Google’s conversion for temperature makes total sense to me, that is after i figured out what it was doing. If you do…
(0 degrees Fahrenheit) + (0 degrees Fahrenheit) in Fahrenheit
(0 degrees Fahrenheit) + (0 degrees Fahrenheit) = 459.67 degrees Fahrenheit
This seems to be wrong, but what it is doing is converting 0 degrees Fahrenheit to be 255.372222 kelvin
So if you were to do…
255.372222 kelvin + 255.372222 kelvin in Fahrenheit
you would get…
(255.372222 kelvin) + (255.372222 kelvin) = 459.669999 degrees Fahrenheit
So its not a bug, its just confusing.
Think about it this way, 0 Celsius + 0 Celsius should be 0 Celsius, right? But 0 Celsius equals 32 Fahrenheit, but 32 Fahrenheit + 32 Fahrenheit should be 64 Fahrenheit, right? No! It can’t be. The way google does it is the only way that makes sense.
Skip – temperature is not an additive quantity. If you have two objects at 10 degrees celsius, their “total temperature” is not 20 degrees celsius — it is still 10 degrees. The definition of temperature is a rather subtle thing. It is to do with how much the entropy of a system changes when you add a certain amount of heat to it. It is not a directly measurable quantity like mass or volume. It is usually measured by bringing a calibrated object (a thermometer) to the same temperature and reading it.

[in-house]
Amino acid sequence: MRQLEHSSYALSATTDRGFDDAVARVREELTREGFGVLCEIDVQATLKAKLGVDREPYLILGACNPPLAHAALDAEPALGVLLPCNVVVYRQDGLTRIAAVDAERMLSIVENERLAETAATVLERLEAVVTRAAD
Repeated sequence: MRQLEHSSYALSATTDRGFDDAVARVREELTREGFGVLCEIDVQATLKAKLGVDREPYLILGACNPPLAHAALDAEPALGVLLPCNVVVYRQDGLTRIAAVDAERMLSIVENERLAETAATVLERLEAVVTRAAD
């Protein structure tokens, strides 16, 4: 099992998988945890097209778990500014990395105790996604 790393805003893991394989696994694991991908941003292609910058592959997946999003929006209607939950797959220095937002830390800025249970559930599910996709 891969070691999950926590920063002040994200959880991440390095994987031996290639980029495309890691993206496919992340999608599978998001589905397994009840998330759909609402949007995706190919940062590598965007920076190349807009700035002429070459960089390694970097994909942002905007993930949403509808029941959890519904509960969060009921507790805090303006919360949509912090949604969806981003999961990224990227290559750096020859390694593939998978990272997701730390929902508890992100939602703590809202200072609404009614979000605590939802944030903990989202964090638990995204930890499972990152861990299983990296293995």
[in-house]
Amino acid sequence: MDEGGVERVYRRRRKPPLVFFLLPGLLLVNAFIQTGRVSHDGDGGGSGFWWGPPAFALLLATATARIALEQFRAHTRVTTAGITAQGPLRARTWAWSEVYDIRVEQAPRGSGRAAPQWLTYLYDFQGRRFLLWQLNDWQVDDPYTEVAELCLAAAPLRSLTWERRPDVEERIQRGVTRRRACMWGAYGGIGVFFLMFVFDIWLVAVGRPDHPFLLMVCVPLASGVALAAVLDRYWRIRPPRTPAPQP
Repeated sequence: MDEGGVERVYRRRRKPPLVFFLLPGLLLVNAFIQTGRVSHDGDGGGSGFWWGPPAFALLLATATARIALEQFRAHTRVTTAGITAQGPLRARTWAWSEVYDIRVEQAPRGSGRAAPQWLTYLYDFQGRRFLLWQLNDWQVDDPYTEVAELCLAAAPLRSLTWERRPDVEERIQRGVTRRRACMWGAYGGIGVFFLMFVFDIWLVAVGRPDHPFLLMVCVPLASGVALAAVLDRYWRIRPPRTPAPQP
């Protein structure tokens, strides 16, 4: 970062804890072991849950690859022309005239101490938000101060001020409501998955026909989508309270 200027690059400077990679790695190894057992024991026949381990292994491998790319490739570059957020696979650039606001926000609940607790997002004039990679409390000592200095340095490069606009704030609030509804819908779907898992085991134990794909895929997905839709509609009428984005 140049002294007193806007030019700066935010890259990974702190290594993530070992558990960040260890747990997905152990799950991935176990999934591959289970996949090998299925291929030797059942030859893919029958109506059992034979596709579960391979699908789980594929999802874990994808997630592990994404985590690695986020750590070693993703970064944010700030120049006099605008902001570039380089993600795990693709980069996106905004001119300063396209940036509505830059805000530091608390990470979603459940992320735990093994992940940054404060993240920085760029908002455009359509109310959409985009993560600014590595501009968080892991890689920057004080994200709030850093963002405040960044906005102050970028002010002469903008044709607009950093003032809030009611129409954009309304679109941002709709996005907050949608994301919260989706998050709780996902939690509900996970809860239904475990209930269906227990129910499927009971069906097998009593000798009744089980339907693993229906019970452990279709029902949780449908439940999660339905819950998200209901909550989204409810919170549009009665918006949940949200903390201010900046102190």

The more basic point here is what is already in the post: both celsius and fahrenheit are relative scales. If you were to calculate between absolute scales, eg kelvin (the standard in science) and rankine (which nobody uses), a multiplication would be enough. But converting celsius to fahrenheit requires taking the offset into account.
This “error” has not been fixed — it still behaves as shown in the screenshot.
Who uses Fahrenheit for scientific purposes anyway?
The search for “41 days a month” gives a similar error today.
I always enjoyed that a search for “A League”, which would be looking for this http://www.a-league.com.au brings up 1 league = 5.55600 kilometers
The first time I did a google search for “how many liters in a gallon” and got an answer instead of search results, it felt like magic. A lovely combination of an automated function and humans adding a widget to it that humans need. Google swiping the feature certainly takes the shine off.
They’re breaking the GPL, are they? I thought it was alright to modify and use GPL’d code without sharing your modifications as long as you don’t distribute it outside your private company.
That’s right Jadd. Google has not distributed this outside of their private company. Users may interact with it from around the world but the software itself runs only on Google’s servers inside Google.
-2^2 is 4 not -4
I know this is an old thread, but “nic” is wrong.
Innocent webcrawlers may see it and be confused.
when nothing else is specified, you have to follow the rules from math, concerning what operation takes precedence. The multiplication takes precedence over a sum, so:
is interpreted as -( 2^2 ) which is in fact -4
If you read the equation as -2*-2 you are reading it wrong.
That is in fact written as (-2)^2, and if you type that into google, it gives you _4_ as it should.
Is this related to this other bug? :
10 per 2
should return “5” — because “per” means division right? — but it returns “0.2”, which is “2 / 10”.